SRI also included Attorney General William Barr in its suit. He’s repeatedly said that he supports expanding cannabis research opportunities and would look into the status of DEA’s application process, which was reportedly inhibited by the Department of Justice under his predecessor, Jeff Sessions.
Sue Sisley is the principal researcher for the Scottsdale Research Institute, which has filed a lawsuit in June 2019 to get a court order for the Drug Enforcement Administration (DEA) to approve an application for marijuana to be used in a clinical trial for veterans experiencing post-traumatic stress disorder (PTSD).
Dr. Sue Sisley, a family practice doctor and SRI’s principal researcher, explained that “there’s been no progress, despite years of lobbying, so we are now seeking a remedy through the courts.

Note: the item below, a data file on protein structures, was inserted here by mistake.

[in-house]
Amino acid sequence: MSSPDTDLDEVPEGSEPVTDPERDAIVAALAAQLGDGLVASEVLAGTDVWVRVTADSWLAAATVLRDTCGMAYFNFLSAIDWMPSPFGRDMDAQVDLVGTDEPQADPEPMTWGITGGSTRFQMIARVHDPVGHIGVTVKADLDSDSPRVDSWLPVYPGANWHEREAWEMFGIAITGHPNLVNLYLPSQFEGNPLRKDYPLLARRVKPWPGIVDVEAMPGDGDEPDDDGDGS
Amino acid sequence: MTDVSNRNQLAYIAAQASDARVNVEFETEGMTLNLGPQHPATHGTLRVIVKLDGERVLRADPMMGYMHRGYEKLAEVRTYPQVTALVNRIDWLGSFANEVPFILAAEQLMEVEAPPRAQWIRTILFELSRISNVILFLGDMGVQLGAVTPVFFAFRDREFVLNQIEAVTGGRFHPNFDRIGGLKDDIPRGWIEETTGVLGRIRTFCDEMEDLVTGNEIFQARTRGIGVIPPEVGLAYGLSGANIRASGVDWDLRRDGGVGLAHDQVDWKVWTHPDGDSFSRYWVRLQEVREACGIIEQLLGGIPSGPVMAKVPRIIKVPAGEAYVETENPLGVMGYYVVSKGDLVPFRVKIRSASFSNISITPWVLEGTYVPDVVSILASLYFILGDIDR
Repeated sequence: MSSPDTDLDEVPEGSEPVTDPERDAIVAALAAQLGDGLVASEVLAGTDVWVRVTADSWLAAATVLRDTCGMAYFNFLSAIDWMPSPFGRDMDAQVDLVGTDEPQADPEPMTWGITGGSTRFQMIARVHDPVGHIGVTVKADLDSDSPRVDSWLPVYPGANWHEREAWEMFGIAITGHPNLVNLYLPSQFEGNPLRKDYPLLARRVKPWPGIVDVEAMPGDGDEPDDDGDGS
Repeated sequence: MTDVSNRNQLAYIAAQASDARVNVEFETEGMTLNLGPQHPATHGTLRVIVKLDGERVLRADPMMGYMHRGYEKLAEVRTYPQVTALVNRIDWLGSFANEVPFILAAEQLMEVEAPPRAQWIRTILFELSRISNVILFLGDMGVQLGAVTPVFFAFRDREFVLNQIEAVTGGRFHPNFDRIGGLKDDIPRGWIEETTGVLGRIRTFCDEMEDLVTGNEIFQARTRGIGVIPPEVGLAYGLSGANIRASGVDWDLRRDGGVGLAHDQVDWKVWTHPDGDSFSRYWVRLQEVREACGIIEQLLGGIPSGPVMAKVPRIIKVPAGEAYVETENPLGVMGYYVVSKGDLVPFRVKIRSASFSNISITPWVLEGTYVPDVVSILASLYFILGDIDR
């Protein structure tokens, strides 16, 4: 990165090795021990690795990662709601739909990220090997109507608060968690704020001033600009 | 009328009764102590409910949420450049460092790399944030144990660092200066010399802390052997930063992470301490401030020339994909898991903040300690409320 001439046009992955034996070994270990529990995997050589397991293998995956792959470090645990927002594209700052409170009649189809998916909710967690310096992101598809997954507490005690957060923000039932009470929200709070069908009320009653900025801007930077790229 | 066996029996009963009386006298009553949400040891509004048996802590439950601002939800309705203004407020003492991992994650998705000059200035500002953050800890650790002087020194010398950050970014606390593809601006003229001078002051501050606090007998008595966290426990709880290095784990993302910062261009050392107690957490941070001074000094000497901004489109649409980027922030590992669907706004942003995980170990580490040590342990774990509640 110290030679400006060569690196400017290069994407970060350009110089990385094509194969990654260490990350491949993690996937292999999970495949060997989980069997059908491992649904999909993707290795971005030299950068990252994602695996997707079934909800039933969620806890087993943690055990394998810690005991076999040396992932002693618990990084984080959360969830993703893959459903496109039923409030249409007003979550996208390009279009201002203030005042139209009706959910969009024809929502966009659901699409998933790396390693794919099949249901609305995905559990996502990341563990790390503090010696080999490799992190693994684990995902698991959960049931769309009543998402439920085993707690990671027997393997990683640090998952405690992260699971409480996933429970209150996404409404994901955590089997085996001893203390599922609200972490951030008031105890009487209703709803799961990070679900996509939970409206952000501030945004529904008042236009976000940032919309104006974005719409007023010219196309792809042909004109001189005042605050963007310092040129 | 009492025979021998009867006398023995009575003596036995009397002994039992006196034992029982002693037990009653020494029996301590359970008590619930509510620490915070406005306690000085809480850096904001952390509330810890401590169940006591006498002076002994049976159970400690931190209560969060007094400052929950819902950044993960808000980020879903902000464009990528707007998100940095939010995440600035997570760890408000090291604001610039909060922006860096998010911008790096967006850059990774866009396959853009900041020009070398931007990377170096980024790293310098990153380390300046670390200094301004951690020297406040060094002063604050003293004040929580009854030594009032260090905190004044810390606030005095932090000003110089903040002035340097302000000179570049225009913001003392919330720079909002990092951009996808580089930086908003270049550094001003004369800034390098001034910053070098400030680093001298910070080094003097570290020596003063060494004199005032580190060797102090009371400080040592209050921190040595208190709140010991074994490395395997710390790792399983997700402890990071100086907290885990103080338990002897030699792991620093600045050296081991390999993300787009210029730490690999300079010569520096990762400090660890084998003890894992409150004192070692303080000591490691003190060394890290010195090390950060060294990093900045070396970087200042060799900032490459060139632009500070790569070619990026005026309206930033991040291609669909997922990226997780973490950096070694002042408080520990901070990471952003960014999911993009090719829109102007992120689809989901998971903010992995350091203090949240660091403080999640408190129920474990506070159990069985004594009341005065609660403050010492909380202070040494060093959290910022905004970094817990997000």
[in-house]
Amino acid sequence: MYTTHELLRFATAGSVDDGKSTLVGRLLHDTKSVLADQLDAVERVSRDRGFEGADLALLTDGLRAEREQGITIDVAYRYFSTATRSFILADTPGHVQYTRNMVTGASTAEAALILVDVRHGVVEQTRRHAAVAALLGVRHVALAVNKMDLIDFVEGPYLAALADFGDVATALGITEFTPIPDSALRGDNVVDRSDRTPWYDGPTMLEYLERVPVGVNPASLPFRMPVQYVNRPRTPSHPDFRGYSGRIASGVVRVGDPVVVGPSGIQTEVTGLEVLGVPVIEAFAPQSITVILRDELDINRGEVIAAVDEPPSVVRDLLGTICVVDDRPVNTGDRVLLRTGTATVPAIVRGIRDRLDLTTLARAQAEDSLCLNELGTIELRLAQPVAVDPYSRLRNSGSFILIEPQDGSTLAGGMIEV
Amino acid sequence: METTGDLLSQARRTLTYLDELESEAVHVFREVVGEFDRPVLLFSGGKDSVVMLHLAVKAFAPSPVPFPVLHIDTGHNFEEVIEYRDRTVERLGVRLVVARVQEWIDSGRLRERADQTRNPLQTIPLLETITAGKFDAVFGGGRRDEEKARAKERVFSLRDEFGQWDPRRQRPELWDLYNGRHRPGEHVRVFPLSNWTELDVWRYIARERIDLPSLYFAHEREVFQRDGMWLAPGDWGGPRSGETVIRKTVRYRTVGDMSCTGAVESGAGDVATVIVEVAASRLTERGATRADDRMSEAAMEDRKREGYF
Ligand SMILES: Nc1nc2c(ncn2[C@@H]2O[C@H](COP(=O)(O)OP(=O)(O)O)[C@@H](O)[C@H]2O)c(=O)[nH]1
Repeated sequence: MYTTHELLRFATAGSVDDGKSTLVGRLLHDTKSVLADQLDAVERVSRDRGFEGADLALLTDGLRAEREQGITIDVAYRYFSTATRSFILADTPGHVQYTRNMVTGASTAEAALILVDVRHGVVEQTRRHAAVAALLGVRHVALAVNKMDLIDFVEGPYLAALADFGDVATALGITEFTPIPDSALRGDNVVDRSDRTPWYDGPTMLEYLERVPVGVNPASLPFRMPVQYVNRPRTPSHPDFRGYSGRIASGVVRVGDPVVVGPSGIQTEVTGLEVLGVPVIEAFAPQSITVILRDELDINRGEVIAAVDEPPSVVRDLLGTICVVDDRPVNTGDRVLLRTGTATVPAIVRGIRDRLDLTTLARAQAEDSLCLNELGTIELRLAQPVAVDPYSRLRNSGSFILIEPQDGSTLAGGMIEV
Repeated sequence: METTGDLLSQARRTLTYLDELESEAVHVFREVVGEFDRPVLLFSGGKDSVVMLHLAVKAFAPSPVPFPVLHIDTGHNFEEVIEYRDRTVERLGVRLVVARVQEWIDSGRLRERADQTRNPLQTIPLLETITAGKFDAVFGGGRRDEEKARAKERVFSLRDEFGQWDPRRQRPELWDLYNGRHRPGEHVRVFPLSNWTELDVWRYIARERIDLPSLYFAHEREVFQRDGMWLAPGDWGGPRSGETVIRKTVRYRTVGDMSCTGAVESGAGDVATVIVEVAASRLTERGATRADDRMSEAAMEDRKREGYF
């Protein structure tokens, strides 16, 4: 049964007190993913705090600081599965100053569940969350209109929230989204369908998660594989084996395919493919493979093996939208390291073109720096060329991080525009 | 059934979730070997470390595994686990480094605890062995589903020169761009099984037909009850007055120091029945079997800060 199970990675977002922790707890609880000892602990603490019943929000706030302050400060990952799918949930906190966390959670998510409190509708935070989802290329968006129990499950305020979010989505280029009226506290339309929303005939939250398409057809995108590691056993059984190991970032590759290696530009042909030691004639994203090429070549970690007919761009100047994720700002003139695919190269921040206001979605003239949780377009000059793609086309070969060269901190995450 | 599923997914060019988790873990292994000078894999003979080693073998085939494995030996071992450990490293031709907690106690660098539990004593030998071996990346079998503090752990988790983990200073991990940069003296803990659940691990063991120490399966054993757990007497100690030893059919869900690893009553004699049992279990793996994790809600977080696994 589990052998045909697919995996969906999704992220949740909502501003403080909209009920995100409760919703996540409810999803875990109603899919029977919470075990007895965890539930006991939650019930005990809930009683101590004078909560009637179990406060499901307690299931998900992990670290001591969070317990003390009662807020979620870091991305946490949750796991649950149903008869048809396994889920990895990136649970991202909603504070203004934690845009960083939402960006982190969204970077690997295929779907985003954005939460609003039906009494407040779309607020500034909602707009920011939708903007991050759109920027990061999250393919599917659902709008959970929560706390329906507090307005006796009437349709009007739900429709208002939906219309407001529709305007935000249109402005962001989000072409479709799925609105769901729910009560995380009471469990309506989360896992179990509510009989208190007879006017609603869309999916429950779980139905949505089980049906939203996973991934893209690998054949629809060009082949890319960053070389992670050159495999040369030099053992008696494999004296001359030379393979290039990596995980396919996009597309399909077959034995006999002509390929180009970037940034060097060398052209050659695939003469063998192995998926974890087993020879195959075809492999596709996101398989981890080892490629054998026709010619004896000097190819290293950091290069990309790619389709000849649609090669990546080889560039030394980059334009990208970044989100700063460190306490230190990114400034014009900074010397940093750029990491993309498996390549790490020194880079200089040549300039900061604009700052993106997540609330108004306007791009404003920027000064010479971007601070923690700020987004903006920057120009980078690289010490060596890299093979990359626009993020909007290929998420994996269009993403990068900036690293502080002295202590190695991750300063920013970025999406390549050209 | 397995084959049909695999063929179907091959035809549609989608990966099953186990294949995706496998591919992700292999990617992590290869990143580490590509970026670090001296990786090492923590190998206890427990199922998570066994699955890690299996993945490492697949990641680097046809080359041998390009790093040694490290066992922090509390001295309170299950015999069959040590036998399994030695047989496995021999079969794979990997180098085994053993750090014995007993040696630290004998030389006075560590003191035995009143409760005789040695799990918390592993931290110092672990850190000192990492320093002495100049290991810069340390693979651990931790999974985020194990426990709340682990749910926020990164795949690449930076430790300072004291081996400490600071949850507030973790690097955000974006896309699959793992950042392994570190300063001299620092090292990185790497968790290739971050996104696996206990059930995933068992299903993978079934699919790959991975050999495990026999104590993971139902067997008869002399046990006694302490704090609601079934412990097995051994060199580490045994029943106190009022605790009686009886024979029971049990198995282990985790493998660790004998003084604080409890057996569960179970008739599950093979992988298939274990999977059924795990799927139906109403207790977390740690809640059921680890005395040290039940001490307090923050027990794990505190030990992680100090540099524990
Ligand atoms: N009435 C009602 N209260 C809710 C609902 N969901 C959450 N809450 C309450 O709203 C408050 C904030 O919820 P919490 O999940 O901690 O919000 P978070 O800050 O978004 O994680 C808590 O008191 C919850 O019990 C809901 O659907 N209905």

“While most states in the US recognize that cannabis has medical value, the DEA says otherwise, pointing to the absence of clinical research,” Sisley continued. “But at the same time, government regulations and bureaucracy prevent researchers like SRI from ever doing the clinical research the DEA has overtly demanded.”
While the US government does its best to underhandedly undermine legitimate scientific research into cannabis, other countries such as Canada and Israel not only encourage studies with high-quality buds, these nations’ governments actively subsidize beneficial cannabis research, too.
Research into the therapeutic potential of cannabis has been hindered by the plant’s Schedule I classification under the Controlled Substances Act. Because a lack of marijuana grade research has restricted the collection of data for so long, the full effects of marijuana are ill-understood. Still, the amount of cannabis research has increased exponentially since 2000, and studies that have been completed have yielded fascinating results.